Health security means taking care of the American people in the face of biological threats to our homeland and to our interests abroad. The significant infectious disease outbreaks of recent decades, including Severe Acute Respiratory Syndrome (SARS), pandemic influenza, Ebola virus disease, and Zika virus disease, have revealed the extent to which individual countries and international communities need to improve their preparedness and biosurveillance systems to detect and respond to the next health crisis. The health of the American people depends on our ability to stem infectious disease outbreaks at their source, wherever and however they occur. America’s biodefense enterprise needs to be nimble enough to address emerging infectious disease threats, the risks associated with the accelerating pace of biotechnology, and threats posed by terrorist groups or adversaries seeking to use biological weapons.
The National Biodefense Strategy is aligned with the 2018 National Security Strategy of the United States. Pillar One of the 2018 National Security Strategy explicitly calls for protecting “the American people, the homeland, and the American way of life.” One component of this goal is achieved by detecting and containing biothreats at their source, supporting and promoting the responsible conduct of biomedical innovation, and improving emergency response. Pillar Two calls for “promot[ing] American prosperity,” which increasingly will depend on a vibrant life sciences and biotechnology enterprise.
This National Biodefense Strategy highlights the President’s commitment to protect the American people and our way of life, laying out a clear pathway and set of objectives to effectively counter threats from naturally occurring, accidental, and deliberate biological events. It is broader than a Federal Government strategy. It is a call to action for state, local, territorial, and tribal (SLTT) entities, other governments, practitioners, physicians, scientists, educators, and industry.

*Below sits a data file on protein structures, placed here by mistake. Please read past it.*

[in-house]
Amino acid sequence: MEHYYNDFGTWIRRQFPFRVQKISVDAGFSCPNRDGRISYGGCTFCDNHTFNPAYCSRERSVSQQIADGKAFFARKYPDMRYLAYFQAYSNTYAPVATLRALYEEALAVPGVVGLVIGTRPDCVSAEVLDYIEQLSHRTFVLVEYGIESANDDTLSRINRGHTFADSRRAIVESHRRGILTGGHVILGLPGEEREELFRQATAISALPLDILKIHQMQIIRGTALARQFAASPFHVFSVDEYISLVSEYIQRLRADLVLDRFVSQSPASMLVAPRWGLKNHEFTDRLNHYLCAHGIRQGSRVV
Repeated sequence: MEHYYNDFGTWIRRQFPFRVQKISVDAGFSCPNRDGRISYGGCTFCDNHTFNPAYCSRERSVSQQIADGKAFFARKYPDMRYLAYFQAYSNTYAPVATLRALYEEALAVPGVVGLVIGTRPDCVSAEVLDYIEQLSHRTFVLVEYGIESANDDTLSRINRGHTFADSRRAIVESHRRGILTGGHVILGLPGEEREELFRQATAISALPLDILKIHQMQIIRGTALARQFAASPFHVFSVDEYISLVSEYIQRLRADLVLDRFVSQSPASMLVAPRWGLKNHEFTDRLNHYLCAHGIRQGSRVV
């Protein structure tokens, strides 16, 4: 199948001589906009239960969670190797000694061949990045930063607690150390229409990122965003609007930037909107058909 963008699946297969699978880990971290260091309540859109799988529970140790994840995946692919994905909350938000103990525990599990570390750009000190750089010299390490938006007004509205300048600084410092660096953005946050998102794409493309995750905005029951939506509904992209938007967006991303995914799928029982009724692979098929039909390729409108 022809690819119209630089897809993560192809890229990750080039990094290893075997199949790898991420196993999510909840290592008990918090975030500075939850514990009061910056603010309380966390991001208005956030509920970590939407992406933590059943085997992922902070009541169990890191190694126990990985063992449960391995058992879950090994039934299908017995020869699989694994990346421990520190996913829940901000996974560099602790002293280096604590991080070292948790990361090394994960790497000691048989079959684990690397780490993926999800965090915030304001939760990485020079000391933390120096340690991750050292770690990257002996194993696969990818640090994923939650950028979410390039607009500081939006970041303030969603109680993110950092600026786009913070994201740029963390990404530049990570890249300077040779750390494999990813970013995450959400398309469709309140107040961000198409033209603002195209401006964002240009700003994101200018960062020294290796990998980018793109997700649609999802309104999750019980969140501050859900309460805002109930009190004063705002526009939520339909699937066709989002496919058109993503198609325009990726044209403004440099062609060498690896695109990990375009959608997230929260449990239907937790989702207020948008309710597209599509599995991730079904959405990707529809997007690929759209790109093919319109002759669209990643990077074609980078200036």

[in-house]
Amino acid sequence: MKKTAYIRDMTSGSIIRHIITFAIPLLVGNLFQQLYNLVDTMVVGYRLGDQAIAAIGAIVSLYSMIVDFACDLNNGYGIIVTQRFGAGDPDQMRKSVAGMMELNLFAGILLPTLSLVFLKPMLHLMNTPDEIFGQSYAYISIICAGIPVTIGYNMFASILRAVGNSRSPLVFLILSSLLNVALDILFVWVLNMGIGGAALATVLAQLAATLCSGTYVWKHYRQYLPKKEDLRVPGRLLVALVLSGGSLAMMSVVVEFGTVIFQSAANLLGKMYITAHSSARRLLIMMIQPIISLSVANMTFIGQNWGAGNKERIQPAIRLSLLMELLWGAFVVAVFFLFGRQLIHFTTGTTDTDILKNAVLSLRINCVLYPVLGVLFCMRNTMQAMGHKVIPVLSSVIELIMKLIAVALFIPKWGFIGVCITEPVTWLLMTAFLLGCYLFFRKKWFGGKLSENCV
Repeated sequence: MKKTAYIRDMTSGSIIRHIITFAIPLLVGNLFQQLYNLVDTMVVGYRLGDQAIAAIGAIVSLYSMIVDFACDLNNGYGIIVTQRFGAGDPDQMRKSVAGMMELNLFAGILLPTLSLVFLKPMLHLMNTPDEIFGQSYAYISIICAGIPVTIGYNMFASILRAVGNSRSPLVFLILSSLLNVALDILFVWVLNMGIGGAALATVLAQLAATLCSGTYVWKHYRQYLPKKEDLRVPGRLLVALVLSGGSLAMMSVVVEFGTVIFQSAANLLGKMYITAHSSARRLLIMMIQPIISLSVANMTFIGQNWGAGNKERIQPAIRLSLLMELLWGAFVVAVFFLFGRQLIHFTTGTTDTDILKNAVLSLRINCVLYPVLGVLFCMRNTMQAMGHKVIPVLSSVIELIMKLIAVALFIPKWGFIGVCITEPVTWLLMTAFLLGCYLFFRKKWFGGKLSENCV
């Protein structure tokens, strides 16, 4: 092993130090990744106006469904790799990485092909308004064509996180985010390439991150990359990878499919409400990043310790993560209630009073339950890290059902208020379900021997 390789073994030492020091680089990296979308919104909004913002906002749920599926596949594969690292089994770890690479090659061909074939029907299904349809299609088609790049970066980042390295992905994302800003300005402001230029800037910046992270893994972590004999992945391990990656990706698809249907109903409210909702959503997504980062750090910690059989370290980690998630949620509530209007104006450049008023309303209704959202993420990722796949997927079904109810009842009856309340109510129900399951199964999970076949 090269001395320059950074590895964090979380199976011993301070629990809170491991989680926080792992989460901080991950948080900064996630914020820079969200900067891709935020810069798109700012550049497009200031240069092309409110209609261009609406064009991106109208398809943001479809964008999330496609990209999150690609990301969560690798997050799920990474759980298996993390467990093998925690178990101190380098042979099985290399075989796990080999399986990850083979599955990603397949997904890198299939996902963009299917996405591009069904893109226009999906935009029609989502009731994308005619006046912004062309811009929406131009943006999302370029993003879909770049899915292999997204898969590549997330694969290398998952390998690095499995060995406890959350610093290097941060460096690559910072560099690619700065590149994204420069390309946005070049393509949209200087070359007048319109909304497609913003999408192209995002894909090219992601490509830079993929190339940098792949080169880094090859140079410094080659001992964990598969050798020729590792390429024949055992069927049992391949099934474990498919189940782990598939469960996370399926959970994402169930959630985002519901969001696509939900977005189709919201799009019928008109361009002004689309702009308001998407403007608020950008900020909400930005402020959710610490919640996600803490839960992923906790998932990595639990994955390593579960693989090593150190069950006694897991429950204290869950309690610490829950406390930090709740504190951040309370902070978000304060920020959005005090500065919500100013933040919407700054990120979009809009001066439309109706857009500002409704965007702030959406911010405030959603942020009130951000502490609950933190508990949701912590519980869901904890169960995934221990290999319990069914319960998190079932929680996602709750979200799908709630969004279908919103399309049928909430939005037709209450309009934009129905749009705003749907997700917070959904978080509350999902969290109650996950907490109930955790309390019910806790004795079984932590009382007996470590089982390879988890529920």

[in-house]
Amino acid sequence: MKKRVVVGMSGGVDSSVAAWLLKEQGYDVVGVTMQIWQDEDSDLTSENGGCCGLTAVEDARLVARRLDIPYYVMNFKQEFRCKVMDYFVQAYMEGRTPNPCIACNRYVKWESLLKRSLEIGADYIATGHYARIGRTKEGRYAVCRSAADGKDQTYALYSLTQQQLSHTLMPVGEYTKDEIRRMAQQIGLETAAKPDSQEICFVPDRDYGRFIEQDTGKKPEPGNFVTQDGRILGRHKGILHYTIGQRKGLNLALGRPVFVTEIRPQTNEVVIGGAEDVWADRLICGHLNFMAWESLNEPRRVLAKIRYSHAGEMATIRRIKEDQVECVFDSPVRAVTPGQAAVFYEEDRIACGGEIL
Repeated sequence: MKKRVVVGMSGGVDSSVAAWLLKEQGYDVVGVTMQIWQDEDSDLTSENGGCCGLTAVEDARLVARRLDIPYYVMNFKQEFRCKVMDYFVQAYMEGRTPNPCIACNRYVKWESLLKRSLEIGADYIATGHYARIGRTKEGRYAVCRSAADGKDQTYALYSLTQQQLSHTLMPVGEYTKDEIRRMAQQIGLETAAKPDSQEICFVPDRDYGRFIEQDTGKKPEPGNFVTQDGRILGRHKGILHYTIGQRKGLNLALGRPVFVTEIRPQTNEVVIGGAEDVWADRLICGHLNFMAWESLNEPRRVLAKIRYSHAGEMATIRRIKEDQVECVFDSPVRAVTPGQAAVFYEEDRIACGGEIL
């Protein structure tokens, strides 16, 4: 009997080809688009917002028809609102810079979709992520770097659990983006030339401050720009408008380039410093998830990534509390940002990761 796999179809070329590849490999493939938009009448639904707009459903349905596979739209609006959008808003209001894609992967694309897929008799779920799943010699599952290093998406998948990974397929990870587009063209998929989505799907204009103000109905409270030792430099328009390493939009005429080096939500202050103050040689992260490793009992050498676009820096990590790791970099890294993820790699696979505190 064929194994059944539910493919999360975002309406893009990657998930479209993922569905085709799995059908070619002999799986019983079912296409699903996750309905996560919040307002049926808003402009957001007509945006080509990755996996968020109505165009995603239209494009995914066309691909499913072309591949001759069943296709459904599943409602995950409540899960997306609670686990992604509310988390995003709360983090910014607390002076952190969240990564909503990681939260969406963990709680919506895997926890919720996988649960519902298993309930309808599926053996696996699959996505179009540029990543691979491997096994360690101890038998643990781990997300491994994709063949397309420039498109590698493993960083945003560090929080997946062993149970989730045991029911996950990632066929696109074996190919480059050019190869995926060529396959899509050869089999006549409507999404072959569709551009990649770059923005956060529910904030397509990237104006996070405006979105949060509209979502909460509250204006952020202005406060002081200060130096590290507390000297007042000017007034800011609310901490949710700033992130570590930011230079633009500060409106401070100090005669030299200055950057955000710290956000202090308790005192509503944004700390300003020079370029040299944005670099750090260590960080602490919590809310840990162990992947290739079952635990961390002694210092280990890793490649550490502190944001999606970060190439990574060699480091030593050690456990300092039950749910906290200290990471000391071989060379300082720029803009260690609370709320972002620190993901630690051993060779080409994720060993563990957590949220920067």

[Excerpts from Goals summary which reference vaccines; Editor’s selection and text bolding]
[p.12] GOAL 2: ENSURE BIODEFENSE ENTERPRISE CAPABILITIES TO PREVENT BIOINCIDENTS.
2.1 Promote measures to prevent or reduce the spread of naturally occurring infectious diseases.
2.1.1 Strengthen Infection Prevention Measures Domestically and Internationally.
:: Using a multidisciplinary approach, strengthen medical, public health, animal health, and plant health capacities to improve infection prevention and control.
:: Strengthen vaccination and other health intervention activities.
2.1.2 Reduce the Emergence and Spread of Antimicrobial-resistant Pathogens Domestically and Internationally.
:: Strengthen awareness of drug-resistant pathogens and their associated diseases, and improve stewardship of medically important drugs.
:: Strengthen understanding of the drivers of drug resistance and improve the development and adoption of effective mitigation measures.
:: Promote the use of preventive and therapeutic options other than antimicrobial drugs.
:: Accelerate basic and applied research and development of new antimicrobials, novel preventatives and therapeutics, vaccines, and diagnostic tests.
[p.22] GOAL 4: RAPIDLY RESPOND TO LIMIT THE IMPACTS OF BIOINCIDENTS.
4.2 Conduct federal response operations and activities in coordination with relevant non-federal actors to contain, control, and to rapidly mitigate impacts of biothreats or bioincidents.
4.2.2 Deploy MCMs and Implement CMMs.
:: Rapidly identify potentially exposed populations to begin triage, preventive healthcare activities, and treatment.
:: Ensure that access and functional needs of at-risk individuals are integrated into rapid deployment.
:: Implement CMMs and other multidisciplinary bioincident control measures, to include addressing service animal and wildlife concerns, animal vaccination, and agricultural depopulation.
4.2.3 Conduct Real-time Research.
:: Conduct real-time research during response to characterize emerging biothreat agents and develop response tools in order to improve response and recovery capacity, capability, and future preparedness.
:: Rapidly identify and disseminate guidelines and clinical approaches during a bioincident for the purpose of decreasing transmission, morbidity, and mortality; and rapidly identify and disseminate analogous approaches for animals and plants.
:: Conduct real-time clinical research to evaluate promising investigational MCMs, and identify potential novel diagnostics, treatments, and vaccines.